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what are the differences of Inheritance & java Beans?

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If you're trying to compare inheritance and JavaBeans, you're comparing apples with squids (not even oranges). :-P –  Chris Jester-Young Apr 24 '09 at 5:31
It ain't the same ballpark, it ain't the same league, hell, it ain't even the same f*ckin' sport –  harto Apr 24 '09 at 6:10
I was trying to think of a similarity, but came up blank. –  Tom Hawtin - tackline Apr 24 '09 at 7:17
I think you guys are being too harsh on this question. One of the first results for "difference between Java Beans and EJBs" on google says that Java Beans are "Basically used to CUSTOMIZE EXISTING OBJECTS" and not much else. Coming from a vague definition like that, this question sounds quite reasonable. –  jomohke Jul 31 '09 at 10:53

3 Answers 3

Inheritance is a general object oriented programming concept whereby one type can be of the same type as another object but introduce new properties and behaviors (i.e. a Lion class could inherit from a Mammal class) while JavaBeans are just Java objects that adhere to a set of conventions. From Wikipedia:

  • The class must have a public default constructor. This allows easy instantiation within editing and activation frameworks.

  • The class properties must be accessible using get, set, and other methods (so-called accessor methods and mutator methods), following a standard naming convention. This allows easy automated inspection and updating of bean state within frameworks, many of which include custom editors for various types of properties.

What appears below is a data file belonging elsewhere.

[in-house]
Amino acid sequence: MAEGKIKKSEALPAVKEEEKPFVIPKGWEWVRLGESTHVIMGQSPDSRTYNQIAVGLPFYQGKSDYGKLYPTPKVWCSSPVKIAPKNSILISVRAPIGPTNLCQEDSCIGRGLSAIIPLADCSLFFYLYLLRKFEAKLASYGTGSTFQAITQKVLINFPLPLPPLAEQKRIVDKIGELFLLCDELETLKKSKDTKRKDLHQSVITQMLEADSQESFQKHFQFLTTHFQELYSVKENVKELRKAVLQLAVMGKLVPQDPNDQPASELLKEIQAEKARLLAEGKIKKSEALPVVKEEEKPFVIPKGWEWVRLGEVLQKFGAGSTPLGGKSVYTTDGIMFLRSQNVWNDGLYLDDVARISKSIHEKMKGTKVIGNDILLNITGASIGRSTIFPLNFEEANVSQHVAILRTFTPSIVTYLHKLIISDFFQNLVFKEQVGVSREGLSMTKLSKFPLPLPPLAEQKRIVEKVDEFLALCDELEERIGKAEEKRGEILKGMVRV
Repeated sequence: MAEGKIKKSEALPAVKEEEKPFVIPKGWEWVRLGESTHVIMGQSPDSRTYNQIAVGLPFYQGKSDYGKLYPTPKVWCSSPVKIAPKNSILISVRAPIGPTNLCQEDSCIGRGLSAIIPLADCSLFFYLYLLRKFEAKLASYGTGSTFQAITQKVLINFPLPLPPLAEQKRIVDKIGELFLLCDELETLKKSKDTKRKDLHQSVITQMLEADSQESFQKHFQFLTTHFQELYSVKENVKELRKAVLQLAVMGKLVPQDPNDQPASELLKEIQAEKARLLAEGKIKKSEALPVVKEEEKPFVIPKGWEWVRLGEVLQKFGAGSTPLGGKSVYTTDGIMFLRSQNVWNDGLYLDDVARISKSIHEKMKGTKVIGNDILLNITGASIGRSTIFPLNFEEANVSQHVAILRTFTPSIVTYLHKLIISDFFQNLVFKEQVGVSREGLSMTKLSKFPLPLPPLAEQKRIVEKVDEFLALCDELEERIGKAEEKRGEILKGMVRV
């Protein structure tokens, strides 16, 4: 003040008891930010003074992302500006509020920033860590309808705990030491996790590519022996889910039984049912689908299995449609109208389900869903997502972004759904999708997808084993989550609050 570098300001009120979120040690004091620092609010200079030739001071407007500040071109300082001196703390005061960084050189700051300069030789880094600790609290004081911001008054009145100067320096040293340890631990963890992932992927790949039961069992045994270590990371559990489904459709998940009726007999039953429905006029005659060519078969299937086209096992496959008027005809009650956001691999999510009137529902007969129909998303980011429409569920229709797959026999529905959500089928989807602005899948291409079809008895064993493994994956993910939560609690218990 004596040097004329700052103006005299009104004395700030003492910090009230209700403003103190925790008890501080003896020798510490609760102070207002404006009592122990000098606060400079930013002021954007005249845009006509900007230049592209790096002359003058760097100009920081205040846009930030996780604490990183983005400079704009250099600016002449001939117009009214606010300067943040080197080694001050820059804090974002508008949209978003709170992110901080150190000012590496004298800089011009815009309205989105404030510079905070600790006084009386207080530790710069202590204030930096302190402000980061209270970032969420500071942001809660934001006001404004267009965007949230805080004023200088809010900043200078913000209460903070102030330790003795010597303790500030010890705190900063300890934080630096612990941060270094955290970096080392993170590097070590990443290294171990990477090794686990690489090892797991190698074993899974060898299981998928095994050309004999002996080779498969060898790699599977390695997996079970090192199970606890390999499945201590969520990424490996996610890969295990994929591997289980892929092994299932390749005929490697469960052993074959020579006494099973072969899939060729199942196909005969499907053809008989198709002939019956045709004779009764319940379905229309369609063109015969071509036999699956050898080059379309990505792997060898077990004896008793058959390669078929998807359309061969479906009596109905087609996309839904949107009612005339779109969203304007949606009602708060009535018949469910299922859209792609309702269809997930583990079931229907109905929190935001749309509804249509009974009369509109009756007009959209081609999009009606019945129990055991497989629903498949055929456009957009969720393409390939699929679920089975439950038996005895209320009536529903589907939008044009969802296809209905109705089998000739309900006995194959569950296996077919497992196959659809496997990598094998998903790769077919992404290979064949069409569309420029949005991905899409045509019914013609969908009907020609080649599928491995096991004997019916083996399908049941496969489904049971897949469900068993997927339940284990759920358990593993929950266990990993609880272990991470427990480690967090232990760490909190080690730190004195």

• The class should be serializable. This allows applications and frameworks to reliably save, store, and restore the bean's state in a fashion that is independent of the VM and platform.

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Good answer to a bad question! –  Elijah Apr 24 '09 at 9:41
Upvoting for having the patience to give a good answer here. –  Zarkonnen Apr 24 '09 at 10:33
Thanks guys :) –  BobbyShaftoe Apr 25 '09 at 6:31

Not sure what you mean, but when people talk about beans vs. inheritance it usually means naming convention vs. inheritance.

Bean defines it's properties using matching get and set methods, and also optionally using BeanInfo, so the properties are then accessed using introspection (reflection). When objects extends a class or implements an interface, on the other hand, the properties/methods are accessed via that interface (superclass).


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A Java Bean is a simple class which contains some properties (i.e. data elements) and "getters and setters" (getProperty1(), setProperty1(myValue)) to read and write those properties.

Inheritance is an Object Oriented principle in which one class exhibits the properties and behaviours of another. It is said to inherit from the other class.

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"principle", you mean, not principal. –  talonx Apr 24 '09 at 8:28

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